If you request http://localhost:8080/hacking_london/secure you should see the text “not secured” since the index action is not guarded. But navigating to http://localhost:8080/hacking_london/secure/admin requires a user with ROLE_ADMIN, http://localhost:8080/hacking_london/secure/user requires a user with ROLE_USER, and http://localhost:8080/hacking_london/secure/adminOrUser requires a user with either ROLE_ADMIN or ROLE_USER. You can use one of the users created in BootStrap.groovy:

username Organization name password Role
admin Org1 password ROLE_ADMIN
user Org2 password ROLE_USER
disabled Org1 password ROLE_USER

There’s an extra user (“disabled”) with a disabled account to test that login fails with a correct username, org name, and password.

We also need to tweak an error message. The plugin’s i18n message bundle will display the error “Sorry, we were not able to find a user with that username and password” if the username, password, or organization are wrong. But we should include the organization in the message to indicate that it might have been wrong. To fix this, add this line to your application’s grails-app/i18n/, we were not able to find a user with that username, organization, and password.

To test this, log in as user ‘user’ with password ‘password’ but leave the organization name selected as ‘Org1’.

Note that since we’re not using the plugin’s UserDetailsService or Spring Security’s DaoAuthenticationProvider we don’t need the grails.plugins.springsecurity.userLookup.userDomainClassName, grails.plugins.springsecurity.userLookup.authorityJoinClassName, or
grails.plugins.springsecurity.authority.className properties added to Config.groovy by the s2-quickstart script. They’re commented out so you can switch back to the standard authentication approach by removing or commenting out the bean overrides in resources.groovy and the organization select box in auth.gsp.

The other significant customization I discussed was doing a custom post-logout redirect. It is possible to specify a spring-security-redirect request parameter when logging out, but this is too coarse an approach in general. If you need to use logic specific to the user, or something about the current authentication state, you need more control. So the sample application subclasses the default implementation of LogoutSuccessHandler, SimpleUrlLogoutSuccessHandler with hacking.logout.CustomLogoutSuccessHandler and registers it as the logoutSuccessHandler bean in resources.groovy.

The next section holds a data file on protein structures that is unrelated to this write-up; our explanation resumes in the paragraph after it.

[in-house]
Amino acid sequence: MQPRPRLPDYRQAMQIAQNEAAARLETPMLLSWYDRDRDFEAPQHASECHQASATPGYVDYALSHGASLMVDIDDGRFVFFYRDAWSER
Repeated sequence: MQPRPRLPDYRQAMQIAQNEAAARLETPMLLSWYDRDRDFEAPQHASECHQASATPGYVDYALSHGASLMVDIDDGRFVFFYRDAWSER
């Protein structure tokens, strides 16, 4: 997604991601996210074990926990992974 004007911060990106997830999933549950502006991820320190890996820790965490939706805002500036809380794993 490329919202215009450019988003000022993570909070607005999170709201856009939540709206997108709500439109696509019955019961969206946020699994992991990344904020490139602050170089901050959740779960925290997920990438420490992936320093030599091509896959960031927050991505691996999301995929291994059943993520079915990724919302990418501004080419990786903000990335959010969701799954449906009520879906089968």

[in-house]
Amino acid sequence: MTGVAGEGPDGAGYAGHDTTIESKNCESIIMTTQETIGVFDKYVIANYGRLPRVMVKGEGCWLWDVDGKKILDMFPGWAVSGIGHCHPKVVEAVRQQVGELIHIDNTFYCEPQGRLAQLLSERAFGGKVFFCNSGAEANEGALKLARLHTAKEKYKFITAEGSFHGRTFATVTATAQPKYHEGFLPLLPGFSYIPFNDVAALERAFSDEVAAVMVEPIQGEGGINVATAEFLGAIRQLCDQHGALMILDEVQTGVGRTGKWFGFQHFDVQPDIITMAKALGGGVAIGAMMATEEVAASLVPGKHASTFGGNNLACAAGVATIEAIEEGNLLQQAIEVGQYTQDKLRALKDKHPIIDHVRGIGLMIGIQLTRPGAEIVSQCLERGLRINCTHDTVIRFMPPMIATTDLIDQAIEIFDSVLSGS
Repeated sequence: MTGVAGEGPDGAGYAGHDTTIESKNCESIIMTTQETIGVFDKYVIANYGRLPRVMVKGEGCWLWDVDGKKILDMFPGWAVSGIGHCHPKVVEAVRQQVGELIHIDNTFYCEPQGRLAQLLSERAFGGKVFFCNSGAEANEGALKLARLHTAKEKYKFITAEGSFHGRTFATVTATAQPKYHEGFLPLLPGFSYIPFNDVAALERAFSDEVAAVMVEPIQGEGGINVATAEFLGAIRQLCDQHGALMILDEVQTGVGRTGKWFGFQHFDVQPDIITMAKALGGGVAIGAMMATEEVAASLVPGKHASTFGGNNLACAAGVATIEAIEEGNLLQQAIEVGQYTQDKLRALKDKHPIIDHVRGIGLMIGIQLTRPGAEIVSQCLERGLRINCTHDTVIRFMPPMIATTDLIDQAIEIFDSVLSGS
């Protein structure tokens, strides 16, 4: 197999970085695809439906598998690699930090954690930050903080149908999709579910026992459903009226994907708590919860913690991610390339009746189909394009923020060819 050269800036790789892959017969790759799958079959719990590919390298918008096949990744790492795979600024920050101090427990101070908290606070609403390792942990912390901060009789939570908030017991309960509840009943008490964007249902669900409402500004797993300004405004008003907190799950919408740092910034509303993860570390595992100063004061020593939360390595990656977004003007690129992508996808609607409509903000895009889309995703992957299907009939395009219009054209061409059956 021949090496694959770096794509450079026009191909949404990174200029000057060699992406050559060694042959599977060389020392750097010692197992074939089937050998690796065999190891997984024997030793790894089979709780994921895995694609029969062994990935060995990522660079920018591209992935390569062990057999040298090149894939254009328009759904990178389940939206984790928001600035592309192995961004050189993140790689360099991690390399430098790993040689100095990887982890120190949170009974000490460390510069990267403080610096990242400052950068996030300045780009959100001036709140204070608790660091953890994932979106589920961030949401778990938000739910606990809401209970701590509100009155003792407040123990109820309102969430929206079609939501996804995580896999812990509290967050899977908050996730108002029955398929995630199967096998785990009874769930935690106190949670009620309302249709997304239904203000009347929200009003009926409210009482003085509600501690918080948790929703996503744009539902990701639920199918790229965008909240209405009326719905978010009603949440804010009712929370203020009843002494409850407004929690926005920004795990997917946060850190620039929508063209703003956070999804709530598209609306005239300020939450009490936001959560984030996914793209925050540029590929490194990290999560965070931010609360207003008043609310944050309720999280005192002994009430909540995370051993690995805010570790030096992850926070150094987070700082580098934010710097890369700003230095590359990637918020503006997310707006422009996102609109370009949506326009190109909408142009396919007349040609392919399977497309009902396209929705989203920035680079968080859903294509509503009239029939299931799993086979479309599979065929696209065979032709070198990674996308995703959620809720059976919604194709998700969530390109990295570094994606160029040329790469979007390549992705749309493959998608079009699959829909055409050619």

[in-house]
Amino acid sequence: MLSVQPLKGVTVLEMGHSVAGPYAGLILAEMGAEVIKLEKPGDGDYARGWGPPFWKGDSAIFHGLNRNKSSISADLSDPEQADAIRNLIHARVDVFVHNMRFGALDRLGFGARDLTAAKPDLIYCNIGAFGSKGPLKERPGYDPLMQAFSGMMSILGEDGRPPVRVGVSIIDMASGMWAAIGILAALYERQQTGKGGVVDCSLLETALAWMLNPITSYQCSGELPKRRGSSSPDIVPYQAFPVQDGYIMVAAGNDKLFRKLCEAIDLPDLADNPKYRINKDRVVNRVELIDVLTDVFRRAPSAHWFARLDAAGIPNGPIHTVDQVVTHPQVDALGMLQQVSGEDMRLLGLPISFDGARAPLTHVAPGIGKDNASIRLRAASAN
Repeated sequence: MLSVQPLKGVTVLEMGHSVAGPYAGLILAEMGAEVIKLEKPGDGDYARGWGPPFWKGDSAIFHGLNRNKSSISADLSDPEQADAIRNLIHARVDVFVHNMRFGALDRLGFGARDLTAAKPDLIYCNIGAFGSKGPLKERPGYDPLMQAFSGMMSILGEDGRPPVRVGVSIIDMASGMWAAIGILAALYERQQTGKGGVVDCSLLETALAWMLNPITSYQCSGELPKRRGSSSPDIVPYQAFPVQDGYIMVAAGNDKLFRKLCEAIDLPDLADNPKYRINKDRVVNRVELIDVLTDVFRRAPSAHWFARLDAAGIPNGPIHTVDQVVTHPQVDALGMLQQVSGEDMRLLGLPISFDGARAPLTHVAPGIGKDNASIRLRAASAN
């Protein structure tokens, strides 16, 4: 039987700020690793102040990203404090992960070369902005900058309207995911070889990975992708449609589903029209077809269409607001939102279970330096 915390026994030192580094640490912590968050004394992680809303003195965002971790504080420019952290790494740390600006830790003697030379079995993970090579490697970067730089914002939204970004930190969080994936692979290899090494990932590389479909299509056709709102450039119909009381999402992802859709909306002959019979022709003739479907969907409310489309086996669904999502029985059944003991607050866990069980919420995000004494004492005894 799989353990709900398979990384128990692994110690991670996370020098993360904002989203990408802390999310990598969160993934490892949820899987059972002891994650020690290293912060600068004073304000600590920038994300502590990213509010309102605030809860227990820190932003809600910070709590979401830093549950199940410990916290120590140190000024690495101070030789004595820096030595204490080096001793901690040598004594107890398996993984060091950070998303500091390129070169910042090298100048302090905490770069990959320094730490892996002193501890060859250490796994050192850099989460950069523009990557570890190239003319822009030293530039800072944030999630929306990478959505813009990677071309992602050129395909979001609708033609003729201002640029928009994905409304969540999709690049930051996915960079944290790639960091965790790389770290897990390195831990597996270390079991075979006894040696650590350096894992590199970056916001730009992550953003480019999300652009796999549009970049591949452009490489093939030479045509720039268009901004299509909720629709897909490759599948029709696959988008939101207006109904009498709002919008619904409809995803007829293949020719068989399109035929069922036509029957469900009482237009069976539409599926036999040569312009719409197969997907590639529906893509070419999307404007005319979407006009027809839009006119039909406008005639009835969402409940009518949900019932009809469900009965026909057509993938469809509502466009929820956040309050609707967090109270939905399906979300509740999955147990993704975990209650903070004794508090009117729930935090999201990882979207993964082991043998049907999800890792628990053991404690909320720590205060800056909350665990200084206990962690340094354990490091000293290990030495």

The logic is contrived; if you’re in Organization ‘Org1’ you’re redirected to ‘’ and if you’re in Organization ‘Org2’ you’re redirected to ‘’. Otherwise you’re redirected to the default location (‘/’ unless you’ve customized it with the grails.plugins.springsecurity.successHandler.defaultTargetUrl config attribute). But it shows an example of how you could use your own business logic to make a similar decision.

There’s one wrinkle here though; the only parameters for the overridden determineTargetUrl method are the HttpServletRequest and HttpServletResponse, but not the Authentication. And since this is the last step of the logout process, the user has already been logged out and the Authentication isn’t available from the request, springSecurityService, SecurityContextHolder, etc. But the public method (onLogoutSuccess) that calls this method has a parameter for the Authentication, so we save it in a ThreadLocal so it’s available for our override.

You can get the PDF of the presentation here, and the zip of the sample project here.

Updated Grails Console Plugin

Friday, December 10th, 2010

I’ve released an update to the Grails Console Plugin, version 1.0.1 (there was a bug affecting Grails 1.1 in the 1.0 release). The original authors (Siegfried Puchbauer and Mingfai Ma) aren’t working on it anymore and allowed me to do a release with some changes I had made.

I had been using a modified version of the plugin for a while and finally got around to contributing the changes back. The version I was using was storing the Groovy shell in the user’s HTTP session but this caused problems when clustering since it’s not serializable. This had been fixed in a more recent release however, so the changes I ended up making were mostly cosmetic.

I reworked the GSP, controller and service to be more modular, and split out the Javascript from the GSP into a .js file. In addition I upgraded CodeMirror to the latest version, and switched from Prototype to jQuery (and removed unreleased YUI-based code and other unused files). To customize the console view you can copy the plugin’s GSP (grails-app/views/console/index.gsp) to your application and it’ll be used instead.

Having a console like this available in a running Grails application is very useful. Since it’s running in the same process as your Grails app, it has access to GORM domain classes, services, and everything else in your application. So doing a quick database query, calling a service method or just testing some code is possible without restarting the application or running the standard Swing-based console.

It’s even useful in production, although since this is a very dangerous feature to have in a live web site it’s important to restrict access to it. My preference would be the Spring Security Core plugin since you can restrict it by role (e.g. ROLE_ADMIN) but also by IP address.

I wrote a while back about using a similar console to patch a bug in a running server.

If you have any questions or suggestions send a note to the Grails User mailing list, and report bugs in JIRA under the Grails-Console component.